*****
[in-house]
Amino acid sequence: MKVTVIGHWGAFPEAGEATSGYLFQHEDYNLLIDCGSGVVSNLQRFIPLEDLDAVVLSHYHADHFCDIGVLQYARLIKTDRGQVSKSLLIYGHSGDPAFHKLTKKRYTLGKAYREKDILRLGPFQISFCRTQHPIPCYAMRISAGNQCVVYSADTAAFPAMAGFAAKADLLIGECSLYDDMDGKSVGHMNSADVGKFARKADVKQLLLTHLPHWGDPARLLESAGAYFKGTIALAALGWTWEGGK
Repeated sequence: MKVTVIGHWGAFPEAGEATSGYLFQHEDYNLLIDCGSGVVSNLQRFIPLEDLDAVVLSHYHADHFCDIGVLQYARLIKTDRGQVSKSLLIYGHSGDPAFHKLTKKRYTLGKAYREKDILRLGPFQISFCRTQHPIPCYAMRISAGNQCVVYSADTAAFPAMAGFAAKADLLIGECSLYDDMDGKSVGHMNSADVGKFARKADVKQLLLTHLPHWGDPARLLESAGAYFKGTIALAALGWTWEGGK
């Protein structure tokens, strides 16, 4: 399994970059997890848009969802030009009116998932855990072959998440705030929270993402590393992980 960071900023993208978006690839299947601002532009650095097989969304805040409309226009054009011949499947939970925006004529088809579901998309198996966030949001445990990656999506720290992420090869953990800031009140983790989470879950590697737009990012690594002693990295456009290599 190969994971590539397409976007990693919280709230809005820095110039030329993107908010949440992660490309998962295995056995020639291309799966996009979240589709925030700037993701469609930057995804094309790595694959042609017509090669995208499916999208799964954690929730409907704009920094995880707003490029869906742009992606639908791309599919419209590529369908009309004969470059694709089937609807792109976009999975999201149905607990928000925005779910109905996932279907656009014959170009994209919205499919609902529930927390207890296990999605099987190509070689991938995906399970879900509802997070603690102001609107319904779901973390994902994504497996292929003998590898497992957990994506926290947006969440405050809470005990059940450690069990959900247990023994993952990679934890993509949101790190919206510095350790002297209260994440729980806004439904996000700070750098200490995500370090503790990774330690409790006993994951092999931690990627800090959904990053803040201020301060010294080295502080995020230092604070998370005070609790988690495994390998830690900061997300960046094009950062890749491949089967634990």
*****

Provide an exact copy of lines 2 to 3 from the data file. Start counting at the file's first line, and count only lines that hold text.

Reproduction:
Amino acid sequence: MKVTVIGHWGAFPEAGEATSGYLFQHEDYNLLIDCGSGVVSNLQRFIPLEDLDAVVLSHYHADHFCDIGVLQYARLIKTDRGQVSKSLLIYGHSGDPAFHKLTKKRYTLGKAYREKDILRLGPFQISFCRTQHPIPCYAMRISAGNQCVVYSADTAAFPAMAGFAAKADLLIGECSLYDDMDGKSVGHMNSADVGKFARKADVKQLLLTHLPHWGDPARLLESAGAYFKGTIALAALGWTWEGGK
Repeated sequence: MKVTVIGHWGAFPEAGEATSGYLFQHEDYNLLIDCGSGVVSNLQRFIPLEDLDAVVLSHYHADHFCDIGVLQYARLIKTDRGQVSKSLLIYGHSGDPAFHKLTKKRYTLGKAYREKDILRLGPFQISFCRTQHPIPCYAMRISAGNQCVVYSADTAAFPAMAGFAAKADLLIGECSLYDDMDGKSVGHMNSADVGKFARKADVKQLLLTHLPHWGDPARLLESAGAYFKGTIALAALGWTWEGGK